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20mph zones ‘not the answer’ - road safety expert
A LEADING North Yorkshire road safety expert has questioned the decision to impose a blanket 20mph speed limit across York.
Former police accident investigator Mike Natt said factors other than speed should be considered when assessing how to prevent road casualties and deaths as City of York Council presses ahead with plans to make York a 20mph city.
By the end of 2014, the 20mph limit is likely to be in place across much of the city, starting with South Bank. Some major roads into York and some outlying villages will remain 30mph.
Coun Dave Merrett , the council’s cabinet member for transport, planning and sustainability, said the limit – to be enforced in the same way as 30mph –was a bid to reduce accident numbers. But it also aimed to make York more pleasant for walkers and cyclists, which may also help tackle the city’s transport problems, he said.
York city councillor Anna Semlyen, a 20’s Plenty For Us campaigner, said a 20mph limit was right for York because it was easier to react to a potential hazard at slower speeds, making it safer for walkers, cyclists and people of all ages, including the most vulnerable, as well as cutting pollution and congestion.
But Mr Natt, an independent collisions investigator who served for nearly 30 years in North Yorkshire Police’s traffic department, filing reports on hundreds of fatal accidents, said in a piece written for The Press today that pedestrians sticking to the Green Cross Code would save more lives than “20’s Plenty”.
He said he would like to see more railings installed to prevent people walking on to roads rather than a city-wide speed zone.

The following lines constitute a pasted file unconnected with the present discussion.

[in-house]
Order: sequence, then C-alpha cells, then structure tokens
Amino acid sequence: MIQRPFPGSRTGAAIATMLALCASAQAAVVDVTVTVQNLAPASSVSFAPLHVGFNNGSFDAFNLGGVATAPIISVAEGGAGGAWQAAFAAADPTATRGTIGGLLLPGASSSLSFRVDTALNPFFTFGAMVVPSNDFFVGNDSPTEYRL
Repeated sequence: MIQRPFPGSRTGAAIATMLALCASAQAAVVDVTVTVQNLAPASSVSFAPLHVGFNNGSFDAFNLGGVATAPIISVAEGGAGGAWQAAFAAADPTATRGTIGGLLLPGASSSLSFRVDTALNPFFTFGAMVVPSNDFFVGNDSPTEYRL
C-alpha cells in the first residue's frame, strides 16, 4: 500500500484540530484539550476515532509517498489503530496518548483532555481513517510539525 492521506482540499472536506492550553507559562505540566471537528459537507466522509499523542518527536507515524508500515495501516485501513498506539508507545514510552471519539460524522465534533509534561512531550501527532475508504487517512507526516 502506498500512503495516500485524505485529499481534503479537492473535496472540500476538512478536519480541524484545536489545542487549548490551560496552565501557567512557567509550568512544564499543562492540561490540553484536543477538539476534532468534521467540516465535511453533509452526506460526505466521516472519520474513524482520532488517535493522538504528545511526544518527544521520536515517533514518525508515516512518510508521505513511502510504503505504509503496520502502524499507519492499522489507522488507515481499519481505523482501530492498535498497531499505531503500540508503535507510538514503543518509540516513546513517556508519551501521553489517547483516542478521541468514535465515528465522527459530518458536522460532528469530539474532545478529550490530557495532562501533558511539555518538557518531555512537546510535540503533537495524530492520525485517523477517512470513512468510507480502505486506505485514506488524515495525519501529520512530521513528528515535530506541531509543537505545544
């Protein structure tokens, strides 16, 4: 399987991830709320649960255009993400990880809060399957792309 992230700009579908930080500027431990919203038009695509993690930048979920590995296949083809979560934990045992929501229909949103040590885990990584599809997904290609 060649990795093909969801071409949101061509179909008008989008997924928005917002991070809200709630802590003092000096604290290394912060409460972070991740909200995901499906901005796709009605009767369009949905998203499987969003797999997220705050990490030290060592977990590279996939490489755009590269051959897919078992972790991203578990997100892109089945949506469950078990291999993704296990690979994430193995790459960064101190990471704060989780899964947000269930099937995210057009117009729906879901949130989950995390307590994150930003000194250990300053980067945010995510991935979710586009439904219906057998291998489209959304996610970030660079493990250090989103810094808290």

Statistically, people were less likely to be killed if hit by a vehicle travelling at 20mph than by one at 30mph, but “this does not tell the whole story”, said Mr Natt.
At speeds above 40mph the pedestrian passes on to or over the roof of the vehicle, he said.
At lower speeds, in the 20mph to 30mph range, the pedestrian is rolled on to the bonnet, then knocked forwards and away as the vehicles brakes.
Mr Natt said: “At speeds of 12mph or less, however, the pedestrian is pushed forwards down on to the road ahead of the vehicle, which then runs over them, causing serious injury or even death. Children, due to their height, are even more at risk.”
Each collision is different, with factors such as location and whether an adult or child was involved affecting the outcome.
Former council leader Steve Galloway said a blanket 20mph speed limit across the city would be expensive and undo the work to tackle speeding carried out by the previous Liberal Democrat council, which introduced 20mph limits at potential accident locations, including outside all of York’s schools.
He said: “I, and the party, continue to oppose a city-wide 20mph limit.
“We favour the policy of having the most appropriate speed limit bearing in mind individual characteristics of individual roads, based on the fact that it would be very expensive to implement, with figures of £600,000 quoted.
“The money would be better spent continuing the council’s previous successful work reducing the number of people killed and injured on York’s roads, not only to ensure the correct speed limit was applied, but the money would be invested in engineering works to ensure roads were safer and where appropriate to enforce existing speed limits.”